The long, narrow Prairie School/bungalow style Kostner station is seen looking southwest on March 28, 1925, festooned with American flags to commemorate the line and station's opening day. Note the wide open land surrounding the station, which resulted in a lack of passenger traffic. Hoped-for suburban developed had not yet come, and would come too late for this station. For a larger view, click here. (Photo from the Collection of JJ Sedelmaier Productions)

Kostner (4400W/7800N)
Kostner Avenue and Mulford Street, Village of Skokie

Service Notes:

North Side Division, Skokie branch

Quick Facts:

Address: TBD
Established: March 28, 1925
Original Line: North Side Division, Niles Center branch
Previous Names: Schreiber Road
Skip-Stop Type: n/a
Rebuilt: n/a
Status: Demolished



Kostner station was built as part of the Chicago, North Shore & Milwaukee Railroad's Skokie Valley Route, a high-speed bypass for the interurban around the more congested North Shore suburbs. The North Shore Line never used this stop, however -- though built as part of the Skokie Valley Route project, it was intended as a local stop for "L" trains. The Chicago Rapid Transit Company (CRT), owner and operator of the "L" at the time, had trackage rights on the line and operated local service to intermediate stations between Howard and Dempster, including Kostner. Both the North Shore Line and CRT were owned by utilities magnate Samuel Insull.

Arthur U. Gerber, staff architect for Sam Insull, designed the facility. Nearly identical to the other local ground-level stations on the Niles Center branch between Main and Crawford (inclusive), Kostner was also similar to the still-extant Dempster station at the end of the line, only smaller and set between the tracks with a single high-level island platform projecting from the rear of the station house.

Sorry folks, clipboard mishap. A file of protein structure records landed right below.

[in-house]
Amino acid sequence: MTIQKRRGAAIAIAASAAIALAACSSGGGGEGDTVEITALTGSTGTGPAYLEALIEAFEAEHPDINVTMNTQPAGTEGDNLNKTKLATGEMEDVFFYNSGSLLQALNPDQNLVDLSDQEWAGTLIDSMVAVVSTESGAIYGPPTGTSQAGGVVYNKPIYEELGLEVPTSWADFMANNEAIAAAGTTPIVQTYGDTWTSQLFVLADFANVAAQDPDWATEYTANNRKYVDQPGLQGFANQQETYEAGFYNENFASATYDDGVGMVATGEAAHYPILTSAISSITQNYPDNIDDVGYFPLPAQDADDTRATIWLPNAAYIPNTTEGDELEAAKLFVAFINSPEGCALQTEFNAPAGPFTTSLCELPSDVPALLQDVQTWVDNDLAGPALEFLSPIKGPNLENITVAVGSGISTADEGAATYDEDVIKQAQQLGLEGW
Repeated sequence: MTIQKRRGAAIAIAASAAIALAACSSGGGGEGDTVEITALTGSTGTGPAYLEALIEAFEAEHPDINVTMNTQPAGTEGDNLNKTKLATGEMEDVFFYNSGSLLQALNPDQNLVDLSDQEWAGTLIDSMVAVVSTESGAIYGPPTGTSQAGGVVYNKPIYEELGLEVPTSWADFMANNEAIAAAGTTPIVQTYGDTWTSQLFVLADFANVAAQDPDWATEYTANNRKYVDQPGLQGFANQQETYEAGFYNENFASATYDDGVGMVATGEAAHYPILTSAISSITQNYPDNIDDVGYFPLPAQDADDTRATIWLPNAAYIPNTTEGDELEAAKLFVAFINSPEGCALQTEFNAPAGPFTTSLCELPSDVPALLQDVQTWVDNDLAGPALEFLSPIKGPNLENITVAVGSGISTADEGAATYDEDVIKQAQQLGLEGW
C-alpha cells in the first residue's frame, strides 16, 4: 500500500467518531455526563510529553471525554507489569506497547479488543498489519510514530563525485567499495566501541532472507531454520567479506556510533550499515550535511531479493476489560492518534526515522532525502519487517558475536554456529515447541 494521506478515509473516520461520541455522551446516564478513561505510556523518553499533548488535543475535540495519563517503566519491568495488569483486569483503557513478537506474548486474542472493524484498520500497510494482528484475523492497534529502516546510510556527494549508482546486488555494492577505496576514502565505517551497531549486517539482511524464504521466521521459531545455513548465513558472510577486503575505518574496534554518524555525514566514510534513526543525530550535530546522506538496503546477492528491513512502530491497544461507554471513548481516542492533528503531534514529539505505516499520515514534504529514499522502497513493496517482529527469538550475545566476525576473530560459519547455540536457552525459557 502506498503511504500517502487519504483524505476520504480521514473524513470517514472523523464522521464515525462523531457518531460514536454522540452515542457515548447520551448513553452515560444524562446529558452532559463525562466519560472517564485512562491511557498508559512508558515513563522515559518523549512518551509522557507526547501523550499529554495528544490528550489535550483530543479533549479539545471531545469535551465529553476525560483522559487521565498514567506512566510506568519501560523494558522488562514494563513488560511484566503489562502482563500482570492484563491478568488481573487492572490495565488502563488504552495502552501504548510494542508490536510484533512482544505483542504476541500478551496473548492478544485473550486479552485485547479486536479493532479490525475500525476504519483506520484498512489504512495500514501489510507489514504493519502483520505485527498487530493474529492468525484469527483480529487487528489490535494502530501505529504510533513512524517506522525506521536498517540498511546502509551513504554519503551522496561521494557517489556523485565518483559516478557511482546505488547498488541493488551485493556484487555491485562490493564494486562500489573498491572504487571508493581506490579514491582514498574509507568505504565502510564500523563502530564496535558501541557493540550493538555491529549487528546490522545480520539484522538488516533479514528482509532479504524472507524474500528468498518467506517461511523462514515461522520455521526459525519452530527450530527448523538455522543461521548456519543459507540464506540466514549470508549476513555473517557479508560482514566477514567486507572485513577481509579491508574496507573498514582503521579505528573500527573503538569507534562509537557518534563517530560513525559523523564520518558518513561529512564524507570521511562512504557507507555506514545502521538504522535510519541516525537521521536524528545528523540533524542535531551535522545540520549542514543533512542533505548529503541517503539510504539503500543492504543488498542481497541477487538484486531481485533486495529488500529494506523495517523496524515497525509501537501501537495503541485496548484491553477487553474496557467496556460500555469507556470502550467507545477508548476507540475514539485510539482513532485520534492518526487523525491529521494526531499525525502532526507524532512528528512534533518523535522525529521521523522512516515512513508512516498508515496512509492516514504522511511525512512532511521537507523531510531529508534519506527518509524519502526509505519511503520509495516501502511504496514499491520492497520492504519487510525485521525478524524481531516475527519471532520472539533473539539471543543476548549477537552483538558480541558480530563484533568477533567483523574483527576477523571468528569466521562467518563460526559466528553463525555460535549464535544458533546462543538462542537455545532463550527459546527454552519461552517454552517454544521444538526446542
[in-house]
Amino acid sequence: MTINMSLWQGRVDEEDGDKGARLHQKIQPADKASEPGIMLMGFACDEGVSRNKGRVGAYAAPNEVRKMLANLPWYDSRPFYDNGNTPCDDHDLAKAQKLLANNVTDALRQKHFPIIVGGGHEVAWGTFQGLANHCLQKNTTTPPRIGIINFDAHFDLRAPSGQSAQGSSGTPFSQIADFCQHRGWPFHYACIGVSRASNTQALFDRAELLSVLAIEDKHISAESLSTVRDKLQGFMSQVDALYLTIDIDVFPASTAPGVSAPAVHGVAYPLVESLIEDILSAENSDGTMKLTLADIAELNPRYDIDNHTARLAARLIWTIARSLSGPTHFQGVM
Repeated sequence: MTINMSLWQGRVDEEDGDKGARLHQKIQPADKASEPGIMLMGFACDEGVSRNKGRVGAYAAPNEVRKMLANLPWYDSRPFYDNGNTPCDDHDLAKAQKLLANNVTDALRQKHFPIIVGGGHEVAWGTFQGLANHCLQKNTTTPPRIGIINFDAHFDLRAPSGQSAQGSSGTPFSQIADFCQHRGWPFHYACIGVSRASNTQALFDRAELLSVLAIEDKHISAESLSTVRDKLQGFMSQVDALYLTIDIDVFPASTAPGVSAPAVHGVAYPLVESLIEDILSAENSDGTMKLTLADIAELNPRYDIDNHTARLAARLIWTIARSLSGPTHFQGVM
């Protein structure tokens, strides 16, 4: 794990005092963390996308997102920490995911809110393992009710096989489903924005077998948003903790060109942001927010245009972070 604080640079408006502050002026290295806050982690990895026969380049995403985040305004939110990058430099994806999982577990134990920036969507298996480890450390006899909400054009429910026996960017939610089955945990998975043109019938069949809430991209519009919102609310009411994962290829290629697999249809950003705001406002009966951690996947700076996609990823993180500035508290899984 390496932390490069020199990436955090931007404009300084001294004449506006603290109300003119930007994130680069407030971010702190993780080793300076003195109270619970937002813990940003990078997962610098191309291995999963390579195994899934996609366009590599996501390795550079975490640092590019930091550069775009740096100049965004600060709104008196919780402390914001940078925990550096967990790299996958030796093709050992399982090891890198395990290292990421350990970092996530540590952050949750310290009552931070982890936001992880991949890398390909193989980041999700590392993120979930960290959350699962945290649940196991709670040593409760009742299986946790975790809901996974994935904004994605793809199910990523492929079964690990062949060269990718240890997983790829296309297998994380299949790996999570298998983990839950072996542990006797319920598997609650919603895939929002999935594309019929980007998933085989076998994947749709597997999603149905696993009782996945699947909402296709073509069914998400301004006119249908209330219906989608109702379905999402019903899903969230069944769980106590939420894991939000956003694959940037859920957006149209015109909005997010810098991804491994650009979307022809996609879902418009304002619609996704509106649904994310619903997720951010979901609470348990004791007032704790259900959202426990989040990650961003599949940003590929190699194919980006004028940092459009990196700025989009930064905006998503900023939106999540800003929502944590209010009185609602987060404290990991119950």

The Kostner station's architecture was an interesting mix of styles. While the building could be classified as Prairie School based on its intricate eaves and bracket work, low-pitched roof, multi-paned casement windows and strong horizontal lines, closer examination of the structure indicates that elements such as its textured exterior brickwork and elaborately bracketed eaves with exposed rafters more closely classify the building as belonging to the bungalow vernacular style, a building type popular at the time with residential development at the time but rarely seen in rail stations.

The exterior was executed in dark textured brick with a foundation, belt course (through the windows) and plain slip windowsills of light cast stone. The station had a low-pitched hipped roof with overhanging eaves on all sides. In the front, it projected out, creating a porch supported by a pair of massive tapered cement posts, and in the rear it transitioned into a flat sheltering canopy over the island platform supported by wooden rafters held up by two rows of tapered cement columns. Exposed rafters and wooden brackets under the eaves filled out the exterior decoration and a signature Gerber touch included globe lamps under the eaves. The windows along the side elevations had a typically Prairie School design, with a long band of ten tall, narrow, vertical casement windows flanked on the ends by smaller square nine-paned windows.